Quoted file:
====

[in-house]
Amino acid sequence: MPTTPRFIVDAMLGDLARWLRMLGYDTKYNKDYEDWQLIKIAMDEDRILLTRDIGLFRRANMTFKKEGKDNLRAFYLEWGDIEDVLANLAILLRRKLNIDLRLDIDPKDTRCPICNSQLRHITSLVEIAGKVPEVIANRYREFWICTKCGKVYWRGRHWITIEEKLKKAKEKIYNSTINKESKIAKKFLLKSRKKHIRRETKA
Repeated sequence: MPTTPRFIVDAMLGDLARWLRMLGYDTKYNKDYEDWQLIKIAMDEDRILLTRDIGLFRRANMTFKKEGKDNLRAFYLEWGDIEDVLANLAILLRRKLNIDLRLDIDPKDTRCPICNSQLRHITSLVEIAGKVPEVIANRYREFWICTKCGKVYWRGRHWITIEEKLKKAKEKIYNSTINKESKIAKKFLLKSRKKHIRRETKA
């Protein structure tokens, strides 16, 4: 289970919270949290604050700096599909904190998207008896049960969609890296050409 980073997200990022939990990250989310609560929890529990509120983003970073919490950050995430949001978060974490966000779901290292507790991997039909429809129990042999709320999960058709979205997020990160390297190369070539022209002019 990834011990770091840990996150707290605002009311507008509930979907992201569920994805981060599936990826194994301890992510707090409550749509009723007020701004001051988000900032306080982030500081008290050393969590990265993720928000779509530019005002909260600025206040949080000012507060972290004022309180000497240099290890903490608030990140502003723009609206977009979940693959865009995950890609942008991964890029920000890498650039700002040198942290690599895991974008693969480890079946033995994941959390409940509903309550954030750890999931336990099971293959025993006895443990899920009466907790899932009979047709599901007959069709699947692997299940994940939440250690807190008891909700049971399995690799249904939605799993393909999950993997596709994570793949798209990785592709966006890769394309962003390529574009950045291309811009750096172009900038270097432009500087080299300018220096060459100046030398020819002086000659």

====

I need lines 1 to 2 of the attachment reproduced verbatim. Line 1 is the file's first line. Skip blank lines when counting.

[in-house]
Amino acid sequence: MPTTPRFIVDAMLGDLARWLRMLGYDTKYNKDYEDWQLIKIAMDEDRILLTRDIGLFRRANMTFKKEGKDNLRAFYLEWGDIEDVLANLAILLRRKLNIDLRLDIDPKDTRCPICNSQLRHITSLVEIAGKVPEVIANRYREFWICTKCGKVYWRGRHWITIEEKLKKAKEKIYNSTINKESKIAKKFLLKSRKKHIRRETKA